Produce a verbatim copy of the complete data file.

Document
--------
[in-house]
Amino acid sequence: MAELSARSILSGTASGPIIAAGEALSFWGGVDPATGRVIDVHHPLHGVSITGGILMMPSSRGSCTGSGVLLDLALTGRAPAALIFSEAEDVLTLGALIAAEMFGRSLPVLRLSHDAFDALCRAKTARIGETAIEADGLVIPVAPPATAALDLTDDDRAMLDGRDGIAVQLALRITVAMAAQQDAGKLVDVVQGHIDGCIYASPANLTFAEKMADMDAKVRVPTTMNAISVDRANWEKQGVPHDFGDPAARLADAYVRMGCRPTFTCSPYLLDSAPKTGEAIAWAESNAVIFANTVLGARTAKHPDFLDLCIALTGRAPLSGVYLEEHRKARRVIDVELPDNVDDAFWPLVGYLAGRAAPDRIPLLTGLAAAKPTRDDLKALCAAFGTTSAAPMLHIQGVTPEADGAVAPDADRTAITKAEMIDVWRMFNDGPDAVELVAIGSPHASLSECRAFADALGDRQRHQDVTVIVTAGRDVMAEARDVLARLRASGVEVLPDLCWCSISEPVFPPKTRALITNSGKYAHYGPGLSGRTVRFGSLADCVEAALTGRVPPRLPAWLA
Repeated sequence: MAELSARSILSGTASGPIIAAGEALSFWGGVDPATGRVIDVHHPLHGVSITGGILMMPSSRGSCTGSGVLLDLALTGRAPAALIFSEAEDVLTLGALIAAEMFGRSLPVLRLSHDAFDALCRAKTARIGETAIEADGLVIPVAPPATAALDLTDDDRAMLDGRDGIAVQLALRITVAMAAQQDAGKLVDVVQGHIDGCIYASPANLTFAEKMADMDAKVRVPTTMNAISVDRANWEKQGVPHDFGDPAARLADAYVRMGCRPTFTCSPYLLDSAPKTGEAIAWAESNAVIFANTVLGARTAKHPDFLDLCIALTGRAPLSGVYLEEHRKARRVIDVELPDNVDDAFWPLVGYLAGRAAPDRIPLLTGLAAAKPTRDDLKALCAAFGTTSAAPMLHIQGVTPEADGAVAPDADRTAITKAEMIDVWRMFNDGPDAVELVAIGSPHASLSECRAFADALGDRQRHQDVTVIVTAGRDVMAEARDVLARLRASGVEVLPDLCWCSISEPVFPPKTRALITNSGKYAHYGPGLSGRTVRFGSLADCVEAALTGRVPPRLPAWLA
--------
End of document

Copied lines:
[in-house]
Amino acid sequence: MAELSARSILSGTASGPIIAAGEALSFWGGVDPATGRVIDVHHPLHGVSITGGILMMPSSRGSCTGSGVLLDLALTGRAPAALIFSEAEDVLTLGALIAAEMFGRSLPVLRLSHDAFDALCRAKTARIGETAIEADGLVIPVAPPATAALDLTDDDRAMLDGRDGIAVQLALRITVAMAAQQDAGKLVDVVQGHIDGCIYASPANLTFAEKMADMDAKVRVPTTMNAISVDRANWEKQGVPHDFGDPAARLADAYVRMGCRPTFTCSPYLLDSAPKTGEAIAWAESNAVIFANTVLGARTAKHPDFLDLCIALTGRAPLSGVYLEEHRKARRVIDVELPDNVDDAFWPLVGYLAGRAAPDRIPLLTGLAAAKPTRDDLKALCAAFGTTSAAPMLHIQGVTPEADGAVAPDADRTAITKAEMIDVWRMFNDGPDAVELVAIGSPHASLSECRAFADALGDRQRHQDVTVIVTAGRDVMAEARDVLARLRASGVEVLPDLCWCSISEPVFPPKTRALITNSGKYAHYGPGLSGRTVRFGSLADCVEAALTGRVPPRLPAWLA
Repeated sequence: MAELSARSILSGTASGPIIAAGEALSFWGGVDPATGRVIDVHHPLHGVSITGGILMMPSSRGSCTGSGVLLDLALTGRAPAALIFSEAEDVLTLGALIAAEMFGRSLPVLRLSHDAFDALCRAKTARIGETAIEADGLVIPVAPPATAALDLTDDDRAMLDGRDGIAVQLALRITVAMAAQQDAGKLVDVVQGHIDGCIYASPANLTFAEKMADMDAKVRVPTTMNAISVDRANWEKQGVPHDFGDPAARLADAYVRMGCRPTFTCSPYLLDSAPKTGEAIAWAESNAVIFANTVLGARTAKHPDFLDLCIALTGRAPLSGVYLEEHRKARRVIDVELPDNVDDAFWPLVGYLAGRAAPDRIPLLTGLAAAKPTRDDLKALCAAFGTTSAAPMLHIQGVTPEADGAVAPDADRTAITKAEMIDVWRMFNDGPDAVELVAIGSPHASLSECRAFADALGDRQRHQDVTVIVTAGRDVMAEARDVLARLRASGVEVLPDLCWCSISEPVFPPKTRALITNSGKYAHYGPGLSGRTVRFGSLADCVEAALTGRVPPRLPAWLA